Tyler and I are both at the age where we’ve been to a lot of weddings. Between friends’ weddings, family weddings, college roommates’ weddings and our own wedding – we’ve had the pleasure of witnessing union after beautiful union over the past couple of years.
One of my favorite parts of weddings (other than the classic watch-the-groom-when-the-doors-open-for-the-bride part!) is the unity ceremony. At almost every wedding, the bride and groom will participate in a joint activity to symbolize the unbreakable union they’re initiating on their wedding day. Sometimes it’s a unity candle, sometimes it’s a unity sand pouring – or sometimes a couple will serve one another communion. Each particular expression of the coming together is special in its own right. And no matter what a couple chooses, I always find myself getting emotional at this point in the wedding ceremony.
When it was our time to pick what we would do for our own unity ceremony – we broke the mold a little bit. All throughout our engagement, when people asked us what our unity ceremony was going to be, we were almost always met with a confused look.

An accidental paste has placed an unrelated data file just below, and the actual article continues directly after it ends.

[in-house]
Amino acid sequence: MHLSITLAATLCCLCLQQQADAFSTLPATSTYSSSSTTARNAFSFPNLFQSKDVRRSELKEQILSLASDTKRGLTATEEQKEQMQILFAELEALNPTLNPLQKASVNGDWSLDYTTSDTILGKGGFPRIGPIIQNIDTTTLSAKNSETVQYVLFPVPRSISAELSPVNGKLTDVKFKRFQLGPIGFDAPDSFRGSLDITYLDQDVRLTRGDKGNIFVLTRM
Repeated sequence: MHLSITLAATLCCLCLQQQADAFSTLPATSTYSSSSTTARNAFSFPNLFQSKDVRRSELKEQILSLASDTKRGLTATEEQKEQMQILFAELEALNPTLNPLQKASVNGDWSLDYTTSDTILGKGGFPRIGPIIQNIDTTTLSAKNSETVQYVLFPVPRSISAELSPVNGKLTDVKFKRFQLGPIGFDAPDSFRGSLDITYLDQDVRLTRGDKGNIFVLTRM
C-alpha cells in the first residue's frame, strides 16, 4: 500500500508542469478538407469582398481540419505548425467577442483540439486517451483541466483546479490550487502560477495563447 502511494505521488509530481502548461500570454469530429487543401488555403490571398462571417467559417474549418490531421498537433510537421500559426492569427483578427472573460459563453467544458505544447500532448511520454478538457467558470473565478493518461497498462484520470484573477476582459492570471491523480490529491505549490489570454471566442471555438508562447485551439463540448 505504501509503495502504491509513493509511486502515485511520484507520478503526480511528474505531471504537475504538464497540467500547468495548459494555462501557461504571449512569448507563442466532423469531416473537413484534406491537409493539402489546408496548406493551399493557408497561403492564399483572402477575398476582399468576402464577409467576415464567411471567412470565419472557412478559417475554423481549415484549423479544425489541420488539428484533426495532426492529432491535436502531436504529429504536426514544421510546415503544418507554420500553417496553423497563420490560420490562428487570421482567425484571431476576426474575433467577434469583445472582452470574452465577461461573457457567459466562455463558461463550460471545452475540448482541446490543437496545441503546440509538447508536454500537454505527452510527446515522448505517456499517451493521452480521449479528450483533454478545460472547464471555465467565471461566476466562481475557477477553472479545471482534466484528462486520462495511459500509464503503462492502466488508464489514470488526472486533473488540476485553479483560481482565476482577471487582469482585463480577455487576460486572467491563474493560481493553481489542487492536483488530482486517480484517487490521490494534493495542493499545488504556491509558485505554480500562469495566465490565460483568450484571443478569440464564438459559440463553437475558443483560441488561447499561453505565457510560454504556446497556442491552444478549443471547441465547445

“We’re doing a foot washing,” I would say, excited and beaming at the meaning behind it.
“A what?” most people would ask in return.
“Well, we’re not really washing our feet. At least, not like – for cleanliness purposes. It’s more of a symbolic rinsing,” I would say as my fingers made air quotation marks above my ears.
We chose to wash each other’s feet not so we could be different – but so we could set the stage for our marriage to be different.
In our season of engagement as we reflected on the passage in scripture (John 13) where Jesus washes His disciples’ feet as an example of humility and servant-love – Tyler and I knew that we wanted to start some of our first moments of marriage doing the same for one another.
Being able to get down on our knees and humble ourselves in service to one another – all in the middle of a white chapel packed to the brim with people we loved – was one of the most memorable moments of our wedding day. For me, it was the first part in the ceremony where my tears welled up and out of my tear ducts and rolled down my rosy cheeks.
Washing Tyler’s feet on our wedding day was my way of putting my commitment – my covenant – on display. It was me making a public statement to our friends and family that I would spend the rest of my days on this side of eternity dying to myself and putting him perpetually before me.
And the best part was that he did the exact same thing for me, too, when he got down on his knees and washed my feet.
Was it a little bit of a logistical challenge? Yes. But being able to infuse our day with such meaning was well worth it.
What are some of the unity ceremonies you’ve seen at weddings? What are some of your favorites? What did you do at your wedding or what do you want to do at your wedding?